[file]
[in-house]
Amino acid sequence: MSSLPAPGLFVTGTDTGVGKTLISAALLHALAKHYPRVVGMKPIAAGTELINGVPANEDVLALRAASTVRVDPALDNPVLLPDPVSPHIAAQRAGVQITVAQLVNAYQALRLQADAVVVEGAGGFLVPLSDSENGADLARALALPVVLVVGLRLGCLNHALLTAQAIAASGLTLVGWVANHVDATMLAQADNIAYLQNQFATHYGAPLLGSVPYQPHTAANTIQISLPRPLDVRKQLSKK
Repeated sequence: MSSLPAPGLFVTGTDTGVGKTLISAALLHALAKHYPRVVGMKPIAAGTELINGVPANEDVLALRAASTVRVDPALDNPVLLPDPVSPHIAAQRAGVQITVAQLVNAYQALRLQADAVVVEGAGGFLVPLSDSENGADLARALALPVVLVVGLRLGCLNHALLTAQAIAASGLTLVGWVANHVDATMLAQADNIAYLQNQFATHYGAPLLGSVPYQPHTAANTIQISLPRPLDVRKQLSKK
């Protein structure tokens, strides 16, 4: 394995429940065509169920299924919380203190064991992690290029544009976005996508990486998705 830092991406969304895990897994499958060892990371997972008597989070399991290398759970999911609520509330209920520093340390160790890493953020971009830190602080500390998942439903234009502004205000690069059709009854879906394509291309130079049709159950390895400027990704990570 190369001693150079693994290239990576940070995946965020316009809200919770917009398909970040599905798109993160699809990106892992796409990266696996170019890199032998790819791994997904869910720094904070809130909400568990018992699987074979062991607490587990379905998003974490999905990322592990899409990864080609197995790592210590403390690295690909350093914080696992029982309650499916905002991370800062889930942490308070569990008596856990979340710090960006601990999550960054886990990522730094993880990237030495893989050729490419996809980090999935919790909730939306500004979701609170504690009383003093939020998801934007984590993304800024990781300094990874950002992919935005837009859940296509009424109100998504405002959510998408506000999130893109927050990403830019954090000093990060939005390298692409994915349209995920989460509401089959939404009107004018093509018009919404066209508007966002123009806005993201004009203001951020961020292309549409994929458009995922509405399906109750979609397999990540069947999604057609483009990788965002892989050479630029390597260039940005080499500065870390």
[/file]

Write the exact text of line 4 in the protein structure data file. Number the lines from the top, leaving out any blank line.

């Protein structure tokens, strides 16, 4: 394995429940065509169920299924919380203190064991992690290029544009976005996508990486998705 830092991406969304895990897994499958060892990371997972008597989070399991290398759970999911609520509330209920520093340390160790890493953020971009830190602080500390998942439903234009502004205000690069059709009854879906394509291309130079049709159950390895400027990704990570 190369001693150079693994290239990576940070995946965020316009809200919770917009398909970040599905798109993160699809990106892992796409990266696996170019890199032998790819791994997904869910720094904070809130909400568990018992699987074979062991607490587990379905998003974490999905990322592990899409990864080609197995790592210590403390690295690909350093914080696992029982309650499916905002991370800062889930942490308070569990008596856990979340710090960006601990999550960054886990990522730094993880990237030495893989050729490419996809980090999935919790909730939306500004979701609170504690009383003093939020998801934007984590993304800024990781300094990874950002992919935005837009859940296509009424109100998504405002959510998408506000999130893109927050990403830019954090000093990060939005390298692409994915349209995920989460509401089959939404009107004018093509018009919404066209508007966002123009806005993201004009203001951020961020292309549409994929458009995922509405399906109750979609397999990540069947999604057609483009990788965002892989050479630029390597260039940005080499500065870390």